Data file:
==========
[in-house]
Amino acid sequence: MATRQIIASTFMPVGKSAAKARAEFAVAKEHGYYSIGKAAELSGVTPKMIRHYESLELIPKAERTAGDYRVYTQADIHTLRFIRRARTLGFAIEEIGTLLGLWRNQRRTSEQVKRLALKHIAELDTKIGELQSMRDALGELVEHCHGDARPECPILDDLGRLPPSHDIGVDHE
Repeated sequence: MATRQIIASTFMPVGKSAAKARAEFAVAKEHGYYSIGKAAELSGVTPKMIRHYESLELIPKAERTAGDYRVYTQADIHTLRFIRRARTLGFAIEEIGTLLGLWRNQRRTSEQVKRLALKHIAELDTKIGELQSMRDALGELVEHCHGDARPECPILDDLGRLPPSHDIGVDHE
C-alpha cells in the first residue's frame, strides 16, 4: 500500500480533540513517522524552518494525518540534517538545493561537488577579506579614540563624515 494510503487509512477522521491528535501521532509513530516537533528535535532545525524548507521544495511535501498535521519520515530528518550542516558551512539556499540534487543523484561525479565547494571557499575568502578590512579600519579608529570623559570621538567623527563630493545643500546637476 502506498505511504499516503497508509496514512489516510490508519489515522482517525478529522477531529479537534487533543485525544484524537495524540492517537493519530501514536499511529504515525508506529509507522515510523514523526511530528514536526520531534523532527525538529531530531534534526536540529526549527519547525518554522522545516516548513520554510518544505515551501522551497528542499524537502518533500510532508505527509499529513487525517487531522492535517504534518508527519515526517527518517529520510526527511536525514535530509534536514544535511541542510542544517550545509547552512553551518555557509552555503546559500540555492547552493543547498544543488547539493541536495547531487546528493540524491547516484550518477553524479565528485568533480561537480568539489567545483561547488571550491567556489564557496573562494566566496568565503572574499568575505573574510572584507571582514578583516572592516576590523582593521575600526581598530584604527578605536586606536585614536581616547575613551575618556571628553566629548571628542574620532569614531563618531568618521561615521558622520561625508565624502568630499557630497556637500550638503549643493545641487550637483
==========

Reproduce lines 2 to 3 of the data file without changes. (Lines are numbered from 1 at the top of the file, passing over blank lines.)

Amino acid sequence: MATRQIIASTFMPVGKSAAKARAEFAVAKEHGYYSIGKAAELSGVTPKMIRHYESLELIPKAERTAGDYRVYTQADIHTLRFIRRARTLGFAIEEIGTLLGLWRNQRRTSEQVKRLALKHIAELDTKIGELQSMRDALGELVEHCHGDARPECPILDDLGRLPPSHDIGVDHE
Repeated sequence: MATRQIIASTFMPVGKSAAKARAEFAVAKEHGYYSIGKAAELSGVTPKMIRHYESLELIPKAERTAGDYRVYTQADIHTLRFIRRARTLGFAIEEIGTLLGLWRNQRRTSEQVKRLALKHIAELDTKIGELQSMRDALGELVEHCHGDARPECPILDDLGRLPPSHDIGVDHE